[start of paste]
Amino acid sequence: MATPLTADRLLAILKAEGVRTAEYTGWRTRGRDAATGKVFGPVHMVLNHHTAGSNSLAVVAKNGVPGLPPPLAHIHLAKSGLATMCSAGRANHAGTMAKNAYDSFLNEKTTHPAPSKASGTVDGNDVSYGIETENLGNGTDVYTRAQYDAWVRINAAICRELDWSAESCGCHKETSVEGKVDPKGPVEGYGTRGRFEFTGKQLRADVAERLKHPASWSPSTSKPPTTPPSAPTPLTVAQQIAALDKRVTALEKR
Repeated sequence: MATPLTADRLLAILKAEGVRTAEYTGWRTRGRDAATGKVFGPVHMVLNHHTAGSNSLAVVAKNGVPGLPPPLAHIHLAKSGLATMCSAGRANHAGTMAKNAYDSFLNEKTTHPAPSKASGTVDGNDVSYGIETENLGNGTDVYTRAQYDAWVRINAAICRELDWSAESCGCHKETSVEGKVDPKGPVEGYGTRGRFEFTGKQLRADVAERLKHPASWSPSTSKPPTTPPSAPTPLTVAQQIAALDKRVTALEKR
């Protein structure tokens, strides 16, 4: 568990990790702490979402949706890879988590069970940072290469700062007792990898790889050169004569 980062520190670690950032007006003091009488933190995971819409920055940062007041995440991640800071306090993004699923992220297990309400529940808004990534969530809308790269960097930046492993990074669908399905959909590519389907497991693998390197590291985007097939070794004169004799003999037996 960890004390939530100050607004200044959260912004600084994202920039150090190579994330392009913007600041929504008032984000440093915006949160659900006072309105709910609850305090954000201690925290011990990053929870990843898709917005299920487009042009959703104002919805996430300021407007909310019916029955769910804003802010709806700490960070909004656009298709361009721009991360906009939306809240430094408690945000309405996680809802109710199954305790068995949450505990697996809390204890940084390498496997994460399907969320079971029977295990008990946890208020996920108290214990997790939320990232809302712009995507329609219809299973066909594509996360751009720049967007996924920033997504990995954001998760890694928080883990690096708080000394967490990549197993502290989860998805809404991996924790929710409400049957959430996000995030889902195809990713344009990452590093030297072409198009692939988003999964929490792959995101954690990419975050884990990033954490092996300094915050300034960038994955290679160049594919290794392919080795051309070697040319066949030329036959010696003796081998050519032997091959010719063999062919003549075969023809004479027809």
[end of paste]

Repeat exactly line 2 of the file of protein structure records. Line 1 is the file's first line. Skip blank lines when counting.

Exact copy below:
Repeated sequence: MATPLTADRLLAILKAEGVRTAEYTGWRTRGRDAATGKVFGPVHMVLNHHTAGSNSLAVVAKNGVPGLPPPLAHIHLAKSGLATMCSAGRANHAGTMAKNAYDSFLNEKTTHPAPSKASGTVDGNDVSYGIETENLGNGTDVYTRAQYDAWVRINAAICRELDWSAESCGCHKETSVEGKVDPKGPVEGYGTRGRFEFTGKQLRADVAERLKHPASWSPSTSKPPTTPPSAPTPLTVAQQIAALDKRVTALEKR